In recent years, we’ve heard references to the concept of reincarnation. This is the theory that the soul or spirit, after death, begins a new life in a new body depending on the moral quality of the person’s previous life. This doctrine is a central tenet of Indian religions. It is also a common belief of various ancient and modern religions such as Spiritism. The idea of reliving one’s life is a curious one. It causes more than a few people to wonder, Is that really possible? But what is Catholic teaching on the idea?
Our belief is that there is no such thing as reincarnation. The Church has always taught, as St. Paul wrote in Hebrews 9:27, that we live once, we die once, and then there is judgment. The Catechism of the Catholic Church states very simply: “There is no reincarnation” (1013).
God gives life to every human being. At the moment death, the soul of the person passes from the life of a pilgrim on earth to everlasting life in eternity. In other words, there are no “do-overs” once the earthly journey is complete.
Facing the Truth
Our decisions prior to death are what determine our eternal destiny. We know God offers salvation to all. God never rejects anyone. In the same way, Jesus died for everyone—even those who were crucifying and mocking him. Furthermore, throughout every person’s life, there are graces given within the circumstances of his or her life.
No one will be able to say, “I never had a chance” or “God failed me.” Life is never about begging for God’s love and grace in vain; it is always a matter of a person’s accepting or rejecting the abundant grace that is offered.
An image we often think of is God sitting on a judge’s bench ready to hand down an appropriate judgment. There is no bench justice in judgment. There is only self-judgment. In other words, in seeing God face-to-face, we see the truth of ourselves, our lives, and the decisions we made. Keep in mind that those judgments a person made in life are the ones he also takes with him after death.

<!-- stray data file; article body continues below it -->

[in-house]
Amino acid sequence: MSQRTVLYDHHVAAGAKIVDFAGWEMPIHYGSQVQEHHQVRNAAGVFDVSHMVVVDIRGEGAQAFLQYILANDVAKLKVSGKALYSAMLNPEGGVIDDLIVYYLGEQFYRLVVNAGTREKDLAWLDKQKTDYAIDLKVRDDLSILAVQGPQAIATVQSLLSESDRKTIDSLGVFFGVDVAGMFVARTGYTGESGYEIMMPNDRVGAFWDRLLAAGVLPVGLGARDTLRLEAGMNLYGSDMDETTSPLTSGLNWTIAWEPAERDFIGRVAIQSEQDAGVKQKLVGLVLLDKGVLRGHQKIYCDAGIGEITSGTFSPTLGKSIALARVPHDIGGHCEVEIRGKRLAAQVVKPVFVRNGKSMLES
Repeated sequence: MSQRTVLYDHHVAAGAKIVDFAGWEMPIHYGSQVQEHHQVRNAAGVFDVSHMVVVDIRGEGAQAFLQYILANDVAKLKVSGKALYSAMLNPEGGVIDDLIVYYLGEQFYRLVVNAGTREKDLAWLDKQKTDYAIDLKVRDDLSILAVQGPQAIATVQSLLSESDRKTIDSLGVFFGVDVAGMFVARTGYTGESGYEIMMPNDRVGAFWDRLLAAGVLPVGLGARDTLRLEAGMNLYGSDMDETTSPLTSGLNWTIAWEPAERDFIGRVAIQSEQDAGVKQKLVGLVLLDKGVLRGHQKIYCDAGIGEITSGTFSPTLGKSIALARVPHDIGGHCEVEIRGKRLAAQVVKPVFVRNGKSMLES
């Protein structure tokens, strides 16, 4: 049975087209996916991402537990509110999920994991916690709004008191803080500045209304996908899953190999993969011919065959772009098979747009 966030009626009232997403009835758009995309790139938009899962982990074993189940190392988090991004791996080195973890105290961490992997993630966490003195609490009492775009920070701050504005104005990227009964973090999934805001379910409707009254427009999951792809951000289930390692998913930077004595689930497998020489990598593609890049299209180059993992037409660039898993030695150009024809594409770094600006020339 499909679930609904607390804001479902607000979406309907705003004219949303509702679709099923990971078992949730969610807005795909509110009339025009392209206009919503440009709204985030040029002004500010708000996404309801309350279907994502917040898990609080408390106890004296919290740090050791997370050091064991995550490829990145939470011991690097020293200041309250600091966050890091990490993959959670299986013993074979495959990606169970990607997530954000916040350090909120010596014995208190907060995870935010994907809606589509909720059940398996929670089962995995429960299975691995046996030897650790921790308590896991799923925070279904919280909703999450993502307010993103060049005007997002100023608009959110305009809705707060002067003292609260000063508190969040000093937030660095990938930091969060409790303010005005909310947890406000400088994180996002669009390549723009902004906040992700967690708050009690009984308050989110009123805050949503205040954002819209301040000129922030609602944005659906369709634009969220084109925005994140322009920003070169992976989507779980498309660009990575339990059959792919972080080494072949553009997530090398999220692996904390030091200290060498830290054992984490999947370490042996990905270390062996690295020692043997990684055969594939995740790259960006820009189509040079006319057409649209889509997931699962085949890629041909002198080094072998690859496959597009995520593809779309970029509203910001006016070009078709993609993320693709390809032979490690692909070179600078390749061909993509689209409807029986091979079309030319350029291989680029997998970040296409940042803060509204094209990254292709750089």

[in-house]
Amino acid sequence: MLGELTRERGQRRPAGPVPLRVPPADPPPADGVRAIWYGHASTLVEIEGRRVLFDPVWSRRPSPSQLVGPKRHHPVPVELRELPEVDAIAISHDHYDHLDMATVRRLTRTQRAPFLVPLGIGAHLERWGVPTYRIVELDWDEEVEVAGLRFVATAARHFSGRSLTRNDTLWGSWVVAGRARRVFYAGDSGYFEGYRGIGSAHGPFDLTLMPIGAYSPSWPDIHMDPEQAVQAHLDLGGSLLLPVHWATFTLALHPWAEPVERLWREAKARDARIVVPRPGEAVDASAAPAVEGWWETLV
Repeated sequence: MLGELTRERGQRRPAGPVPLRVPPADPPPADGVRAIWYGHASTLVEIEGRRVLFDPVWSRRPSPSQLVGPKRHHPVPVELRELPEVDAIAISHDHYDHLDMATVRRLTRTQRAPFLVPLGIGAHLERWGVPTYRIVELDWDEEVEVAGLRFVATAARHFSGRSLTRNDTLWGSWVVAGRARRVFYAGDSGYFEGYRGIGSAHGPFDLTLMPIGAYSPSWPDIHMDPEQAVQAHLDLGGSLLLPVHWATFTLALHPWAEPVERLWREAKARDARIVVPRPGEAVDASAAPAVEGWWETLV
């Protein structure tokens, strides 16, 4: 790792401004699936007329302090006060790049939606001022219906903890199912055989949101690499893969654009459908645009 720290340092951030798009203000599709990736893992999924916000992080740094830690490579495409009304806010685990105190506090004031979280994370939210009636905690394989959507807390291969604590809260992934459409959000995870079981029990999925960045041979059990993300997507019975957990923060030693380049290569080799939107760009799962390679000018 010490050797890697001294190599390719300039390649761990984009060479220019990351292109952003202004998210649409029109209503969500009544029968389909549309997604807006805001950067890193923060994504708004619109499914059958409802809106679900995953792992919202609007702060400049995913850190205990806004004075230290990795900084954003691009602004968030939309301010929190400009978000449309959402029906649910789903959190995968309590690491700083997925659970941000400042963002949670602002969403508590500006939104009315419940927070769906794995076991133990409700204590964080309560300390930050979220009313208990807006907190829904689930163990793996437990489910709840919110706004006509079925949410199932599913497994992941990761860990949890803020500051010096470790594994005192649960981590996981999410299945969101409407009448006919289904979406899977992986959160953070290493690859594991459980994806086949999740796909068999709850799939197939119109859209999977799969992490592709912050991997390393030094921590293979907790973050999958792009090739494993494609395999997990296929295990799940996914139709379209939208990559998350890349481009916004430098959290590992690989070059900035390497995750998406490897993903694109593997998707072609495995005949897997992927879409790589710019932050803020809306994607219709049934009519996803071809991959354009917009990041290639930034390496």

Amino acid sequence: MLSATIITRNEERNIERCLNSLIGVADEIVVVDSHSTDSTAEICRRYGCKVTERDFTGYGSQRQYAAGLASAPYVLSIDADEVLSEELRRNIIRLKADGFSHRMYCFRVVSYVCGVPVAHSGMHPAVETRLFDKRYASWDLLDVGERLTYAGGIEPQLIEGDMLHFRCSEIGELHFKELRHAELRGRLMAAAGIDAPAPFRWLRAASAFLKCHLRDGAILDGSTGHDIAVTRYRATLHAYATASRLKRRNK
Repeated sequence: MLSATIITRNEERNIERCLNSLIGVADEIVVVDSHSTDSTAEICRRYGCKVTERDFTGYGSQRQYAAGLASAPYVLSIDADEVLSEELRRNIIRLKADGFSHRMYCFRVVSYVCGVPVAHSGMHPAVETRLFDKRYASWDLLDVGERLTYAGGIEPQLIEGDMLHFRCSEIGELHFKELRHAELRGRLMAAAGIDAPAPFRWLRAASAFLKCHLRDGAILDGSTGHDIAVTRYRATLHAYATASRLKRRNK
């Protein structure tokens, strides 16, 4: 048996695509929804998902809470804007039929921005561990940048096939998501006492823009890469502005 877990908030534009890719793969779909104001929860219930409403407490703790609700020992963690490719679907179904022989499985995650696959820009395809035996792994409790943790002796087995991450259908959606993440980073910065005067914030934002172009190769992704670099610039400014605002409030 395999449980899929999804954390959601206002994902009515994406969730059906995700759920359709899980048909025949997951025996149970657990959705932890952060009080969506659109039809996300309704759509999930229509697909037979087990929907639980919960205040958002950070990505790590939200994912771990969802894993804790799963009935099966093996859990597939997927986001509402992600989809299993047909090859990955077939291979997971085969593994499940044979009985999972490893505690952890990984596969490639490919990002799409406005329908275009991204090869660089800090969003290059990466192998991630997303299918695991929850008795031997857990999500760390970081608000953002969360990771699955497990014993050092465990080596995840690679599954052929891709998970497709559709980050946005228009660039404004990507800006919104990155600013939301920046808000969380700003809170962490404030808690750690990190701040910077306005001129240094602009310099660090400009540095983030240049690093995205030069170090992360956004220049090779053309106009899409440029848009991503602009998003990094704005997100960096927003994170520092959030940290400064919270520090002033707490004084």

Heaven and Hell
People balk at the idea of anyone choosing hell over heaven. Why would anyone do that? Think of it as a person not choosing God. It is not God who sends people to hell. It is not God who puts up barriers. It is people who reject, who erect barriers.
But those in hell have a major pain with which to deal. I’m not talking about a burning fire since that is an image Scripture uses to show intense pain. The pain of hell is that those who reject God can’t get away from God. They want God to leave them alone, but God continues to love them. They suffer the greatest pain of all.
The utter confusion, helplessness, and inability to escape the God they reject, as the saying goes, “That’s the hell of it!” And it never ends!
Dear Friar Jeremy: Knowing and understanding that I am loved by God “beyond all measure” lifts me to make a moment-by-moment choice to choose God as my all. I thank God for your gift of writing and generosity. Joy, Singapore
A: Dear Joy: “My God and My All” was a favorite prayer of St. Francis of Assisi. Thanks! Friar Jeremy
Dear Friar Jeremy: Thank you for your words in the E-spiration “Don’t Think Little of Yourself!” I needed this reflection because my husband recently died and I was having doubts about how I treated him in our relationship. He used to say, “It’s not Romeo and Juliet, but it’s not bad.” What a loving and forgiving man! I was blessed to be married to him for 16 years. Your E-spiration made me think that the most difficult kind of forgiveness is forgiving ourselves. If my late husband always forgave me and God forgives me, I can forgive myself. Monica
A: Dear Monica: Accept my sympathy on the death of your husband. A man of faith, he is encouraging you from heaven. As you say, it is easy to be hard on ourselves. I like the poem of Gerard Manley Hopkins, “My own heart let me have more have pity on; let me live to my sad self hereafter kind. . . .” Friar Jeremy
Dear Friar Jeremy: I was touched by your E-spiration “Don’t Think Little of Yourself!” It is so easy to do just that, and whenever any of my family members are down or struggling, I always remind them that they are loved by God. We should remember never to travel through our problems without God. I have filed the article on my computer in the “once a month” folder. Hopefully I will remember to read it again and again for my own sake. Veronica
A: Dear Veronica: I love your phrase, “Don’t try to travel through your problems without God.” God is there whether or not we are aware. Friar Jeremy